Minister Donohoe notes strong growth in GDP and encouraging indicators for the domestic economy

4th June, 2021

  • GDP grew by 11.8 per cent year-on-year in the first quarter of 2021.
  • This exceptional growth was led by exports which grew by 18 per cent year-on-year primarily due to strong growth in ‘contract manufacturing’.
  • However, Modified Domestic Demand – a proxy for the domestic economy – fell by 5 per cent year-on-year, in-line with expectations.
  • Consumer spending fell by around 12 per cent year-on-year in the first quarter while new housing output was down 21 per cent.
  • While the level of restrictions in the first quarter of the year is in line with that of the first lockdown in the spring last year, the fall in domestic activity was not as severe.
  • Looking forward, a recovery in the domestic economy commenced in the second quarter and should accelerate into the second half of the year.

The CSO today (4th June) published the Quarterly National Accounts for the first quarter of 2021.  Commenting on the figures, Minister for Finance, Paschal Donohoe T,D, said:

“I note the exceptionally strong GDP growth in the first quarter of 2021.  This was driven by a relatively small number of sectors with, in some cases, the increased activity generating limited domestic employment.  It is for this reason that I have often said that GDP is not an accurate measure of what’s going on in the Irish economy.

“I place a much greater emphasis on measures such as Modified Domestic Demand and GNI* in assessing the underlying economy in Ireland.  Modified Domestic Demand fell by 5 per cent year-on-year in the first quarter, a figure that is in-line with expectations and reflects the impact of Level 5 restrictions in the first quarter.  Encouragingly, while the level of restrictions was comparable with that of the first lockdown in the spring last year, the fall in domestic economic activity was much less severe on this occasion.  This points to a weakening in the relationship between restrictions and economic activity, a phenomenon observed in many countries and one with reflects adaptation and innovation by firms and consumers.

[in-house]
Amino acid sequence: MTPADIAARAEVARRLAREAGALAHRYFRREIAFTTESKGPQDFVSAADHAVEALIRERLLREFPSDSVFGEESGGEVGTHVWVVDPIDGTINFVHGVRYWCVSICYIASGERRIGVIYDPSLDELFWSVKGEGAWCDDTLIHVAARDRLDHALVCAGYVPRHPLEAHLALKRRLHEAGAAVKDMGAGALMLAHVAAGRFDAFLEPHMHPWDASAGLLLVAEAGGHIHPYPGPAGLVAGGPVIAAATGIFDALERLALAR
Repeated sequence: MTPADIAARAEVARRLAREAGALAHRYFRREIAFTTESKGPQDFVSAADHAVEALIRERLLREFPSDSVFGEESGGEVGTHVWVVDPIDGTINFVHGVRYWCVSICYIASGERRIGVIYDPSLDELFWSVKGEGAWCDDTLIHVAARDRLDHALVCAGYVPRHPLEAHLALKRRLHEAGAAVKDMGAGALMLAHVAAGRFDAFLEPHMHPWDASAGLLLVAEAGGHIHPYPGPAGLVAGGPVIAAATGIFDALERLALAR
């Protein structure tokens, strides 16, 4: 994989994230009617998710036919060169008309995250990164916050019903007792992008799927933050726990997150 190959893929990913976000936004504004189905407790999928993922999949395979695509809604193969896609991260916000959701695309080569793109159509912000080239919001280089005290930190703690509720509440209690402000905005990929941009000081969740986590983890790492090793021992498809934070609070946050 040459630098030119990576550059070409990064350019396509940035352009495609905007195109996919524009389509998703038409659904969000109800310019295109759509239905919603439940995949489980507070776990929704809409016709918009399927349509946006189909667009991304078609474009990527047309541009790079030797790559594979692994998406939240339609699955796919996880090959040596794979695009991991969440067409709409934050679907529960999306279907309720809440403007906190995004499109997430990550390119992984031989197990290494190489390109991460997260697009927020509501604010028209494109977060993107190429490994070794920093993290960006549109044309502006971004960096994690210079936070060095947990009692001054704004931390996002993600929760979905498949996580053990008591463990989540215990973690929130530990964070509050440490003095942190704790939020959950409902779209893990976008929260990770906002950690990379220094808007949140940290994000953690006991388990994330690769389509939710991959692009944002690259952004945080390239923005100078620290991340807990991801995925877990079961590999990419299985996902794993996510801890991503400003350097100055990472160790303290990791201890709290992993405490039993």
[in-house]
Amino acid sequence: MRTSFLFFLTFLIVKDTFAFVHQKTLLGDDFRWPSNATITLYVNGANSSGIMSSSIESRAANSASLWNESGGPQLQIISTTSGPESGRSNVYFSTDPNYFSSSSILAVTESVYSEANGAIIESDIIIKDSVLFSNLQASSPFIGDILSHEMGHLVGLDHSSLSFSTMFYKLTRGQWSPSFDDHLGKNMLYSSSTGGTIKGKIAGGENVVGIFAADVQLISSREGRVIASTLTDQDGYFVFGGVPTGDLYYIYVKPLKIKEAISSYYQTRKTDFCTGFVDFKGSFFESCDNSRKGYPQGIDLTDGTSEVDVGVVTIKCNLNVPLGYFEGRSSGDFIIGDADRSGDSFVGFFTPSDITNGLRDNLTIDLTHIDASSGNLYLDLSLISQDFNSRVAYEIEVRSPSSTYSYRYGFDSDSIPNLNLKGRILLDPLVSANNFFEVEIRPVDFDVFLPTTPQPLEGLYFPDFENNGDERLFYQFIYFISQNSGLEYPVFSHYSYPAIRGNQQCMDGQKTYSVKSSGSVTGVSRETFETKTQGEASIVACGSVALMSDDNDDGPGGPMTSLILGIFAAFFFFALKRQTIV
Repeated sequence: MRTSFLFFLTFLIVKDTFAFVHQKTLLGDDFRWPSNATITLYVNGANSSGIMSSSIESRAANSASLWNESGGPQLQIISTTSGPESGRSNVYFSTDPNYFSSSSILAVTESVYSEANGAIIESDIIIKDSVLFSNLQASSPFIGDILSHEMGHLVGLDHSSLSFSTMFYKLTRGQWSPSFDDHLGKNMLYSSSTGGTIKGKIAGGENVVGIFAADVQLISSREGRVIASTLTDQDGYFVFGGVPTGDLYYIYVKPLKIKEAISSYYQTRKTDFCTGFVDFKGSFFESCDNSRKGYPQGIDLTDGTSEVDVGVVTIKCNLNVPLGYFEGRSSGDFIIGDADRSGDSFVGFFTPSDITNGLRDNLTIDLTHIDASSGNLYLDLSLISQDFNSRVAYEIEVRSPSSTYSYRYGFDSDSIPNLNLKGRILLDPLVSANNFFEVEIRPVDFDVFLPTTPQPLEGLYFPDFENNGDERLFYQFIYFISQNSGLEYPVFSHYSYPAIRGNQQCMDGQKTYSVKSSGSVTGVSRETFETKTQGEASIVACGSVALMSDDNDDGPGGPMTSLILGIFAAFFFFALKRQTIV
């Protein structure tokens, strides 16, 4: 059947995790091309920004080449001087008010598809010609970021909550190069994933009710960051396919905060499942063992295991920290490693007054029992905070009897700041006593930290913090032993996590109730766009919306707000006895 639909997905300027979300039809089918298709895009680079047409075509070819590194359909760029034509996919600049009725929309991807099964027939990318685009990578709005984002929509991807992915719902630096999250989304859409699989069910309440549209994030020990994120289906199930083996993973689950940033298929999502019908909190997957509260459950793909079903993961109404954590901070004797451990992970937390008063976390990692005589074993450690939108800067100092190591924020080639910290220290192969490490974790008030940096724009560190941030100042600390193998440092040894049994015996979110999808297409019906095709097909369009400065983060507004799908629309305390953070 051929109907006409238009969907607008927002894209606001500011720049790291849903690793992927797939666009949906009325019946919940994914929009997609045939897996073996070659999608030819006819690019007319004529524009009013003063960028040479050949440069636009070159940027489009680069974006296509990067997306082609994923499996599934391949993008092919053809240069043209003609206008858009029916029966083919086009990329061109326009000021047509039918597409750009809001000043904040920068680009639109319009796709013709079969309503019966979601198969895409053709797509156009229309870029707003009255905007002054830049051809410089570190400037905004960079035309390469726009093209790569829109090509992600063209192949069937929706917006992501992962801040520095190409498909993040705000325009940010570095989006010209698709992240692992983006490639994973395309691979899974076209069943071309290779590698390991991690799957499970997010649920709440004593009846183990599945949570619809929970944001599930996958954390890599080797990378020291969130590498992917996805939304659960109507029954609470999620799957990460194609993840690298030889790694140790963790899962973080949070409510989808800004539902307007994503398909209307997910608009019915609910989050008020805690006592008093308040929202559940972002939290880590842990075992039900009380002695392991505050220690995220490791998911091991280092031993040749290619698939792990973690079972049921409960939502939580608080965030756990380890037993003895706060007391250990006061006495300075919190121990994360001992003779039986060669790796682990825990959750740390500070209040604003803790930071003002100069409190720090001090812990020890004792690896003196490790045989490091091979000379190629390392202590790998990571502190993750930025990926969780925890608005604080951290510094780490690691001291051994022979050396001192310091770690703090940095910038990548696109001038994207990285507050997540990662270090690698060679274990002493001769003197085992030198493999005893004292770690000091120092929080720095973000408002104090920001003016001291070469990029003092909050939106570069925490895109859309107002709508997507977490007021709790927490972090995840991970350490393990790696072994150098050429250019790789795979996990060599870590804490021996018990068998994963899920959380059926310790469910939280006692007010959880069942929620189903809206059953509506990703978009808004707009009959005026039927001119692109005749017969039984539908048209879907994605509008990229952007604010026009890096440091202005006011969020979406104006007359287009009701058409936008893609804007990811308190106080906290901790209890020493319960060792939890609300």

“More recently, the acceleration of the vaccination programme and the efforts of the Irish people have allowed for a gradual phasing out of many restrictions.  This relaxation has supported economic recovery in the second quarter.  This rebound in activity is confirmed by business and consumer confidence indicators, ultra-high frequency payments data, as well as May’s tax receipts.  In the labour market, the number on the Pandemic Unemployment Payment has fallen by more than a third from its peak in February, with weekly declines of over more than 25,000 over the last fortnight.  Further large declines are in store as hospitality re-opens.  Record housing starts in April indicate a recovery in the construction sector.

“The Government’s Economic Recovery Plan sets out a new phase of supports and policies to drive a jobs-rich recovery.  When the virus has been brought fully under control, it is expected that economic recovery will do much of the ‘heavy lifting’ in restoring the public finances.  Nevertheless, when we have emerged from the pandemic, it will be imperative to put the public finances on a sustainable trajectory in order to avoid outlier status.  The forthcoming Summer Economic Statement will include further details on our deficit reduction framework and a medium-term fiscal anchor, with the objective of stabilising the debt ratio and ultimately reducing it to lower and safer levels.”


Note to editors:

Modified (final) domestic demand, a proxy for the domestic economy, is the sum of personal and government consumption and investment, excluding investment in imported IP and aircraft for leasing. It also excludes changes in the value of stocks.

Part of the increase in GDP reflects ‘contract manufacturing’.  This occurs when a company overseas manufactures products on behalf of an Irish incorporated company.  The inputs used in this production process – the know-how, or intellectual property required to make the goods – are owned by the company in Ireland.  When the finished goods come out of the factory abroad, they too are owned by the Irish company not the contract manufacturer.  When the finished goods are then sold to a customer in a third country, this is treated as an export of goods from Ireland under national accounting rules, even though the production and sale took place overseas.

The number on the PUP is currently 309,500 (31 May); during the third wave of the virus, the number peaked at 481,000 on 8 February.